The Obama administration took a stand Wednesday against a controversial Indiana law [HB 1210] that prevents health care providers with abortion [JURIST news archive] services from receiving Medicaid funds. Donald Berwick, administrator of the Centers for Medicare & Medicaid Services sent a letter [text, PDF] to Patricia Casanova of the Indiana Office of Medicaid Policy and Planning [official websites] in response to a request for approval, saying the law violates federal law. Medicaid funds cannot be used for abortions under federal law, except in cases of rape or incest, and funds can only be used for health services from a "qualified provider." The Indiana law disqualifies places that provide abortion services. States have the ability to assign the qualified provider status, but the letter says the law violates § 1902(a)(23) of the Social Security Act [text] because it prevents Medicaid beneficiaries from receiving services from certain providers for reasons unrelated to the providers qualifications to provide those services. The letter stated:
Medicaid programs may not exclude qualified health care providers from providing services that are funded under the program because of a provider's scope of practice. Such a restriction would have a particular effect on beneficiaries' ability to access family planning providers, who are subject to additional protections under [the Social Security Act].Betty Cockrum of Planned Parenthood of Indiana (PPIN) [official website] praised the determination by the Centers for Medicare & Medicaid Services, saying the message was clear, "you cannot prevent Medicaid patients from choosing their family planning providers. I trust the State of Indiana will do the right thing, not only for PPIN patients, but for all Medicaid patients in the state and reverse its course."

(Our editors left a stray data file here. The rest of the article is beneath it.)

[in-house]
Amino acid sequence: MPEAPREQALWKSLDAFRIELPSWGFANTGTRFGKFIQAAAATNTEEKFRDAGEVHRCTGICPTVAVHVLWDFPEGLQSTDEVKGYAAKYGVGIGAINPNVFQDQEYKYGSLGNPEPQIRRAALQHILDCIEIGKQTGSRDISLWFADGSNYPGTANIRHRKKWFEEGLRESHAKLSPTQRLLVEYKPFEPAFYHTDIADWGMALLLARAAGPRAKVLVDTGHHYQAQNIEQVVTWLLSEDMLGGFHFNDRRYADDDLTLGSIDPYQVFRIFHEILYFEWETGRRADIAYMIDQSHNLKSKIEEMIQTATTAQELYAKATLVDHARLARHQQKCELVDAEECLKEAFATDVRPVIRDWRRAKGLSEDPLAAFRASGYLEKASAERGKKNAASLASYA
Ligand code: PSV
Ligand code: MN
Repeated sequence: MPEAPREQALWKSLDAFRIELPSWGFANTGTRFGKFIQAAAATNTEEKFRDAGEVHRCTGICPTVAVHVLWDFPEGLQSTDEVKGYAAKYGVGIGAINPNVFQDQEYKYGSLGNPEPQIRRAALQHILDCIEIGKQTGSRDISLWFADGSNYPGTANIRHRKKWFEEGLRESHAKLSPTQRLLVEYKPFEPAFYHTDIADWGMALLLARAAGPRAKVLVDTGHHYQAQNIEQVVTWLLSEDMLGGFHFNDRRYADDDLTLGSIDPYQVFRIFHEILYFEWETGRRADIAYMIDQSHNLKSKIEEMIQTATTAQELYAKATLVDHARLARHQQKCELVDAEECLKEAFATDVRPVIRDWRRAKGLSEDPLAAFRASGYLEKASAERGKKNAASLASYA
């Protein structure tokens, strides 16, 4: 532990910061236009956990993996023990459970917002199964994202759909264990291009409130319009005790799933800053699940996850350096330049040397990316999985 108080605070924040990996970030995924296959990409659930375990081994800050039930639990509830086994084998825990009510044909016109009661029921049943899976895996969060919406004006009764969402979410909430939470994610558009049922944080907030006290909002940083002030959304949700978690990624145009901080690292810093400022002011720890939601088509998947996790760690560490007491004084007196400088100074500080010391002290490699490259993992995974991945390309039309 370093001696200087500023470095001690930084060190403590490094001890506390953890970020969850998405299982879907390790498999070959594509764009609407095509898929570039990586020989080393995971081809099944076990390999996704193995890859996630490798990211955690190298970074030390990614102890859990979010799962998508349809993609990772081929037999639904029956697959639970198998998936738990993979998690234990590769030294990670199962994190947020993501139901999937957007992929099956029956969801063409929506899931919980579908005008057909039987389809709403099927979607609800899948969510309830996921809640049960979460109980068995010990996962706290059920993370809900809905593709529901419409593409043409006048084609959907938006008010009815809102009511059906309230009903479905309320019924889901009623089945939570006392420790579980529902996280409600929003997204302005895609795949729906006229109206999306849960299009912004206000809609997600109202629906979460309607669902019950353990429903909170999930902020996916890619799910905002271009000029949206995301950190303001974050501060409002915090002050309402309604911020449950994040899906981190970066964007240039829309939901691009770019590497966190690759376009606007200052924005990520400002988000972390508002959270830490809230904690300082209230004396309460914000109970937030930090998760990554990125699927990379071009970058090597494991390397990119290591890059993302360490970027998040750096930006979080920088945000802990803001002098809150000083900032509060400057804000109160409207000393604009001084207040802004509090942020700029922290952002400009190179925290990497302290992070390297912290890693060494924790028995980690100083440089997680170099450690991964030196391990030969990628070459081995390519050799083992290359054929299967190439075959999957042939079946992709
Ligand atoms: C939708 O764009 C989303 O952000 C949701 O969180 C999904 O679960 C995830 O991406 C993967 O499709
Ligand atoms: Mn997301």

Last month, a federal judge refused to block [JURIST report] the Indiana law signed by Governor Mitch Daniels [official profile] earlier that week. Several other states have acted recently to tighten restrictions on abortions. Last month, Planned Parenthood and the American Civil Liberties Union (ACLU) [advocacy websites] filed a lawsuit [JURIST report] challenging a South Dakota law requiring women to seek counseling at a pregnancy center and wait three days before obtaining an abortion. Earlier that week, Minnesota Governor Mark Dayton [official website] vetoed a pair of bills [JURIST report] that restricted state funding for abortions and banned them altogether after 20 weeks. Also in May, Texas Governor Rick Perry [official website] signed into law a bill that requires women seeking an abortion to first get a sonogram [JURIST report]. Multiple states have acted to ban abortions after 20 weeks, when some studies suggest a fetus can begin feeling pain, including Missouri, Indiana, Alabama, Ohio, Oklahoma, Iowa, Kansas and Idaho [JURIST reports].